Exostosis / Osteoma - Benign Overgrowth of Pre-Existing Bone

An exostosis, also called an osteoma, is a benign overgrowth of a pre-existing bone. It forms during the active growth stage. In the majority of cases the bone overgrowth is capped with cartilage, and it is then called an osteochondroma. Exostoses do not show any consistent pattern of occurrence as far as location, size or number is concerned. They are often the result of trauma. In many cases an exostosis is asymptomatic, and found incidentally during a medical checkup.

One common type of exostosis occurs inside the paranasal sinuses. These may be diagnosed after a CT scan of the head taken for some other indication. This type of exostosis occurs more often in males (1.5-2.6:1), and most frequently in middle age. They cause symptoms such as pain, swelling or joint pain because they put pressure on nearby blood vessels, nerves or muscles. They also often block the sinus openings, so that nasal secretions accumulate and cause sinus congestion. They occur most often in the frontal sinuses, followed by the ethmoid sinuses.

Single osteomas can also occur in the skull vault or mandible. An osteoma of the skull can cause a visible bump, or it can erode the meninges (the brain coverings). It can result in the leak of cerebrospinal fluid, the entry of air from the nasal or paranasal cavities into the brain, and infection of the meninges or the brain itself.

Another common site for a solitary exostosis is in the external ear. This is also called ‘surfer’s ear’ and is due to the combined action of wind and water producing extreme cooling of the ear. A third situation is a bony growth under a nail, called a subungual osteoma. This often follows trauma to the nail, and causes pain, swelling and sometimes ulceration of the nail. When it is resected and the underlying unhealthy area is curetted, healing occurs.

Osteomas may or may not have a connecting stalk. Most of the symptoms of an osteoma are due to:

  • pressure on neighboring structures
  • inflammation of surrounding muscle and tendons
  • the formation of an inflammatory bursa between the bony growth and the neighboring soft tissue
  • occasionally, fracture of the thin stalk of the osteoma. Less than 1% of solitary exostoses turn malignant

Osteochondromas are the most common benign tumors arising from bone. They are cartilage-capped tumors originating from the cartilage growth plate of bones. They are most common at the ends of the long bones, 30% of them occurring on the femur. They are found slightly less often in the arm bones and spinal bones. They grow as the child grows, and cease to enlarge once maturity is reached. Sometimes these occur after surgery, radiation or certain fracture types, and they form the most common type of benign radiation-induced tumors. Local resection is sufficient for cosmetic reasons, or if there are bothersome symptoms. Recurrence sometimes happens. The risk of a cancer is low, about 1%.

Another type of exostosis is found in the condition called hereditary multiple exostoses (HME). This condition is also called Bessel-Hagen syndrome or diaphyseal aclasia. Of the affected children, 96% have no exostoses at birth, but experience several growths before the age of 12. These continue to grow as long as the child’s bones do, and stop growing when bone growth is complete. They are most commonly seen in the long bones (of the arms and legs) or flat bones (as in the hip joint or the scapula).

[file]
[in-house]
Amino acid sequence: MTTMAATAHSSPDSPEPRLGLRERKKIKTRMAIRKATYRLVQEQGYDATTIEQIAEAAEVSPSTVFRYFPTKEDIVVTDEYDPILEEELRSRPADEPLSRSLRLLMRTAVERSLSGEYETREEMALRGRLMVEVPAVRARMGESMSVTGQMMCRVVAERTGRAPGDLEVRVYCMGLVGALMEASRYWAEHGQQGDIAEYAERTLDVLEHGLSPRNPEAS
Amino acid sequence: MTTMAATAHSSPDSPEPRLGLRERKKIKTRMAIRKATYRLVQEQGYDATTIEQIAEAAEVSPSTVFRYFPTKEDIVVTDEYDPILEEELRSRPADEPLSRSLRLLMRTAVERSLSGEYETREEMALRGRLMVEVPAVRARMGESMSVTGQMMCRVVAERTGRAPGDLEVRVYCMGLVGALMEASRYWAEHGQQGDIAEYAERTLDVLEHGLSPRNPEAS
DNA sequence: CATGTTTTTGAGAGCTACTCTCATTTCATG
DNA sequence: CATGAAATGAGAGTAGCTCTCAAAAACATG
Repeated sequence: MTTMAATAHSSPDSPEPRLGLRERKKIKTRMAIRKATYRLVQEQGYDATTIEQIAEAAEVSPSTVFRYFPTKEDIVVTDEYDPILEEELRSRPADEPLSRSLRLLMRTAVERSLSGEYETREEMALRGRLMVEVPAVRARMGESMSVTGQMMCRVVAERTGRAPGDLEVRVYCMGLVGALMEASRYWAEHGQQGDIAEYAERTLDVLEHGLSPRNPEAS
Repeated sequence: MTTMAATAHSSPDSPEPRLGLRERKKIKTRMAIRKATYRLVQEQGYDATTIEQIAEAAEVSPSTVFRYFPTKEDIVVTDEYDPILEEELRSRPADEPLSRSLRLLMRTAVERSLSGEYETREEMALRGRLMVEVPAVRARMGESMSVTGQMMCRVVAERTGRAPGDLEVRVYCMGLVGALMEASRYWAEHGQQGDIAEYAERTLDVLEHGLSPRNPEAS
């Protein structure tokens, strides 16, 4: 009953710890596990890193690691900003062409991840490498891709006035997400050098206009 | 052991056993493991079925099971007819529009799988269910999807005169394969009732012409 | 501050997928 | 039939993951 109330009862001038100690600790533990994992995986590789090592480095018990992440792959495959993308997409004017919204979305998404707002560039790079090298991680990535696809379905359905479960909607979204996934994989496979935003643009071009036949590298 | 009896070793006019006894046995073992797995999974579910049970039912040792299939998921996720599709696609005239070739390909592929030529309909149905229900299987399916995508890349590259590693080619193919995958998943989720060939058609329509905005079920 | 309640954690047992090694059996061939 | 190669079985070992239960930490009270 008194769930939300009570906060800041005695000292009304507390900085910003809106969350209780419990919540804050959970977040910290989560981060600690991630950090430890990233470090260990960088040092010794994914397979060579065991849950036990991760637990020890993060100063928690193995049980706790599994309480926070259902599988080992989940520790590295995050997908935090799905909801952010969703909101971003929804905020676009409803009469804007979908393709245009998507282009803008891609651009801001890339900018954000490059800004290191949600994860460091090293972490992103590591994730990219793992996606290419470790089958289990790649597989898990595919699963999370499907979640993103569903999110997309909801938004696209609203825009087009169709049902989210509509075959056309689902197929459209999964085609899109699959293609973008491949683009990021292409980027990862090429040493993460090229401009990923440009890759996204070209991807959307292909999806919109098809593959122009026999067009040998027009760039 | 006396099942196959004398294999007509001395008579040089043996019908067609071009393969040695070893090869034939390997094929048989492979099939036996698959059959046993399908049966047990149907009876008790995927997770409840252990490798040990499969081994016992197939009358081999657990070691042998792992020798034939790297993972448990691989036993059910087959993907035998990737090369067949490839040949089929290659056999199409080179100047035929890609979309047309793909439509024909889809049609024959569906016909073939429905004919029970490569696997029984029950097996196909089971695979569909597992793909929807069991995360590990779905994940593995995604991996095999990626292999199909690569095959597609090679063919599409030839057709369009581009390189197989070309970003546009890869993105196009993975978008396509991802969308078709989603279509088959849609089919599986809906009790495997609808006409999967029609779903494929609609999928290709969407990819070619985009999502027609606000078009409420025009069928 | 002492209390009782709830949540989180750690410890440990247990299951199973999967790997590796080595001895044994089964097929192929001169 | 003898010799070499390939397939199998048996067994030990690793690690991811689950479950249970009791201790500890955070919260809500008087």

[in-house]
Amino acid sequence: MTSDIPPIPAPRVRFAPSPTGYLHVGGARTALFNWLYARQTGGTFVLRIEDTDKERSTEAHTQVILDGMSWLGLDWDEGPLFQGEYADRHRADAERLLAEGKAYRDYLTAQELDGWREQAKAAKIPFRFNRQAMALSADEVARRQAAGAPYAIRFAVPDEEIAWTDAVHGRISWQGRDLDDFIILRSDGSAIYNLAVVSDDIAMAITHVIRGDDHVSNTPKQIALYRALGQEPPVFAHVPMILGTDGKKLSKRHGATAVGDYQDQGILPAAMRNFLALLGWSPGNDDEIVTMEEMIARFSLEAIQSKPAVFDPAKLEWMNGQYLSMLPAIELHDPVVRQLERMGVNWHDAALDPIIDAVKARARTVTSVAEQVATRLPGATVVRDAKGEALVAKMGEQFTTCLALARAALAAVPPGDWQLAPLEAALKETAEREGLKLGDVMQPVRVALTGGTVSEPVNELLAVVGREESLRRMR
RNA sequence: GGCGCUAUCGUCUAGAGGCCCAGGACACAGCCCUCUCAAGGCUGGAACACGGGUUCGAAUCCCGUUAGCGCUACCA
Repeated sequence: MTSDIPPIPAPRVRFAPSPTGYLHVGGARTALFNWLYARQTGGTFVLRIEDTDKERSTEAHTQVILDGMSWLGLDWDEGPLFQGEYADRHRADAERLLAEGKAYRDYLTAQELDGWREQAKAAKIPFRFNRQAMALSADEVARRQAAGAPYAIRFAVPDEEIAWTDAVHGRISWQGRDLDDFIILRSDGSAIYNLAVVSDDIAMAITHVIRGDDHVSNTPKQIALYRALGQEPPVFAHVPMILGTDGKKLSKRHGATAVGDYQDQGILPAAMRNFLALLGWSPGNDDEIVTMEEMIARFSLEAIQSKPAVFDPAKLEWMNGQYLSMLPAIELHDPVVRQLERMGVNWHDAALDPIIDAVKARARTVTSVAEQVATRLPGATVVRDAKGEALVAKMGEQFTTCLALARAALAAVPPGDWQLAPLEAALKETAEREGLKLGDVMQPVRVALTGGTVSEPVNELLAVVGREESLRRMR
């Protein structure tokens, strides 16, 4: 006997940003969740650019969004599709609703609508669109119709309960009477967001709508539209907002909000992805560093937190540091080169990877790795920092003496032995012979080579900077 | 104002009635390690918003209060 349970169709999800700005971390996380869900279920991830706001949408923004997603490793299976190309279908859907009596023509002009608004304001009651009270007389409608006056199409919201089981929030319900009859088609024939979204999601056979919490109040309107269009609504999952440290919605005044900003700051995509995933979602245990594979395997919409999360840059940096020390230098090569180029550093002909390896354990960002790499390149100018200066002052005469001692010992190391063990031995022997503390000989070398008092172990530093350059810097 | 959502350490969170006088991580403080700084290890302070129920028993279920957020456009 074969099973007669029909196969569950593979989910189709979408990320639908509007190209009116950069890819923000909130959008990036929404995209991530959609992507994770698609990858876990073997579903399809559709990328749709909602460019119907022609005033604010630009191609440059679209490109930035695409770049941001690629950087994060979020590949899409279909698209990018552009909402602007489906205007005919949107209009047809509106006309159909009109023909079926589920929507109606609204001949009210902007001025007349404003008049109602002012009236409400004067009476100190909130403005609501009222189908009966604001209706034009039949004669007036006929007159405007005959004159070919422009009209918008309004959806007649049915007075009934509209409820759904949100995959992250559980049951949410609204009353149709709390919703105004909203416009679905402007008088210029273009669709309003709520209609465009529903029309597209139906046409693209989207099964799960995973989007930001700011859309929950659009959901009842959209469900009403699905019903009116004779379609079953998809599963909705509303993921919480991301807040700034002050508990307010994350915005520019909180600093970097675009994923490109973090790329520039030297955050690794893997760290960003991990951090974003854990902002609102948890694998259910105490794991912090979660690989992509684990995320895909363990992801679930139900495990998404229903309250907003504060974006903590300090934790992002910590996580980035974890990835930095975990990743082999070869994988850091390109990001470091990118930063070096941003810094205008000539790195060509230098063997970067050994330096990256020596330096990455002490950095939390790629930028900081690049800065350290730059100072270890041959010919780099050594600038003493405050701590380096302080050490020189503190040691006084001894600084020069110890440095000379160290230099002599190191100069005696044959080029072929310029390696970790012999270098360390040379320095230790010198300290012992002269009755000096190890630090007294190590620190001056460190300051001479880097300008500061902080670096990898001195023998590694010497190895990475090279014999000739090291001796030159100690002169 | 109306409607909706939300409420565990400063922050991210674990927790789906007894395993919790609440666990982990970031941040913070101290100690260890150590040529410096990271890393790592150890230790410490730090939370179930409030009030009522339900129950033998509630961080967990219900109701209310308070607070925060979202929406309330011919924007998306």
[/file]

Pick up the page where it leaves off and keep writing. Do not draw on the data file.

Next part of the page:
Complications of this condition include:

  • unequal limb growth because the exostoses disturb the normal progressive increase in bone length on one side of the body
  • impingement on various joints making movement painful
  • pain even at rest, due to stiff and painful joints
  • bow legs or bowed ankles due to disturbed bone growth
  • shooting pains, weakness, swelling, or discoloration due to the pressure of the exostosis on nearby blood vessels, nerves, or even the spinal cord,  depending on the location of the overgrowth
  • risk of a malignancy arising in one of these tumors, ranging from 1 in 20 to 1 in 200, and found most often in the pelvis.

While the overall incidence of HME is only 1 in 50,000, some people groups like the Ojibway Indians of Canada have an astonishing risk of 1 in 77. There is a strong association with two gene mutations, in DNA segments labeled EXT1 and EXT2. These are involved in processing a molecule called heparan sulfate for use by the cell. However, the mechanism connecting the abnormal gene function with the growth of an exostosis is not yet clear. In about 15% of these people, no mutation is found in these genes.

HME is an autosomal dominant condition. Thus a single abnormal copy of a gene will produce symptoms even if a normal copy is also present inside the cell. If either parent has a mutated gene, there is a 25% chance of passing it on to any given child. However, many cases occur in people with normal parents, and are thus due to new mutations.  

Treatment is initially medical, and is directed at relieving symptoms due to the pressure of the osteoma on neighboring structures. Resection of the tumor is performed if the symptoms persist, or for cosmetic reasons. Malignant tumors are treated by resecting the tumor with a wide margin around the visible mass.


Further Reading

Last Updated: Jul 12, 2019

Dr. Liji Thomas

Written by

Dr. Liji Thomas

Dr. Liji Thomas is an OB-GYN, who graduated from the Government Medical College, University of Calicut, Kerala, in 2001. Liji practiced as a full-time consultant in obstetrics/gynecology in a private hospital for a few years following her graduation. She has counseled hundreds of patients facing issues from pregnancy-related problems and infertility, and has been in charge of over 2,000 deliveries, striving always to achieve a normal delivery rather than operative.


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